The most hotly-debated topic in computer audio presently must surely be DSD. It’ll come as no surprise that the guys from Mytek are 101% behind it. They were the first manufacturer to bring DSD playback into homes for under $2k. (Director of Marketing) Chebon Littlefield’s enthusiasm for DSD fires machine-gun style between cigarette breaks. He talks of the Brooklyn-based company being pivotal in DSD uptake in the professional recording studio space. Littlefield also urged me to convert a PCM file to DSD and compare it to the original – he’s convinced I’ll hear a difference. Perhaps I will.
Like the best of America, the Mytek Stereo 192-DSD DAC is packed with options: would you like analogue or digital volume attenuation? RCA output or headphone output? Would you like to attenuate those independently of one another? Would you like sharp or slow filters? USB 1.1 (driverless), USB 2.0 or Firewire connection? Do you want to connect an analogue device as well? Flip the lid: what gain level would you like? The check for all this rings up to a very reasonable US$1595. Review to follow in due course.
EJ Sarmento (left) and Clint Hartman (right)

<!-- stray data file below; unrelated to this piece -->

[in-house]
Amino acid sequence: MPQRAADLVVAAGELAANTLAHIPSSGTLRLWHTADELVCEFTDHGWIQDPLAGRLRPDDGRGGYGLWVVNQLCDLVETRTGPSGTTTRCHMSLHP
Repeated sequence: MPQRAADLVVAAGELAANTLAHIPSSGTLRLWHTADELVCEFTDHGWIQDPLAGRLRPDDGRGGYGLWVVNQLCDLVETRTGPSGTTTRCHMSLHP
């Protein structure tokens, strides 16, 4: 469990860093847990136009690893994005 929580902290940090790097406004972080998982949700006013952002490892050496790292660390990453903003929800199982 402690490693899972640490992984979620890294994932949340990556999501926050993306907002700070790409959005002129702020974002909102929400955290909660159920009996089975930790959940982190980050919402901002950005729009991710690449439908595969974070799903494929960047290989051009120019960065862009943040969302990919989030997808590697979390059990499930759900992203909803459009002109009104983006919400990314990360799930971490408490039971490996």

The grinning young fellas from Wyred4Sound have two rooms bursting with gear. Chief designer EJ Sarmento is the quieter, more unassuming of the two. He keeps his cards close to his chest and rarely let’s his abundant technical know-how spill. Sarmento tells me that (on average) five DAC-2 are arriving each day for SE upgrades. It would seem interest in DSD with existing DAC-2 owners is robust.
Right hand man Clint Hartman is the more vocal of the two. He demos the the DAC2 DSDse (US$2500) will flair and friendliness: a run through the same piece of music first as 24/192 PCM and then as DSD. I noted superior spatial information and more tonal mass from the latter. Others in the room concluded similarly. Does this mean DSD is the superior format or does it mean that the new Wyred4Sound DAC is simply better at decoding DSD than PCM? I can’t answer either way. I’d need to repeat this A/B comparison with a selection of DACs before bringing down the hammer.
Wyred4Sound | DeepHz Audio
It’s also a shame that the music involved with such comparisons isn’t to my taste. And there’s the rub with DSD as it currently stands: there’s bugger-all content out there. I already own more titles on vinyl than can be acquired by fair means (Blue Coast, 2L, Channel Classics etc.) or foul (SACD rips) on DSD. Even assuming the validity of it sonic superiority, it’s hard to get behind a format when the software just isn’t there. Isn’t it more critical that a DAC first sounds great with PCM (99.9% of most digital audio libraries) before you even think about DSD? Some might argue that the software will eventually flow but that will only give rise to forum flame wars about provenance (“Did they use PCM in the studio?”).
HDTracks have made great inroads with hi-res PCM content in the past couple of years, expanding their catalogue beyond the niche of ‘audiophile’ music. They now sell albums from Suede, Daft Punk and R.E.M. but as anyone who’s heard the new album from The National can attest, not everything sounds amazing in 24/192. It’s another compression casualty. GIGO.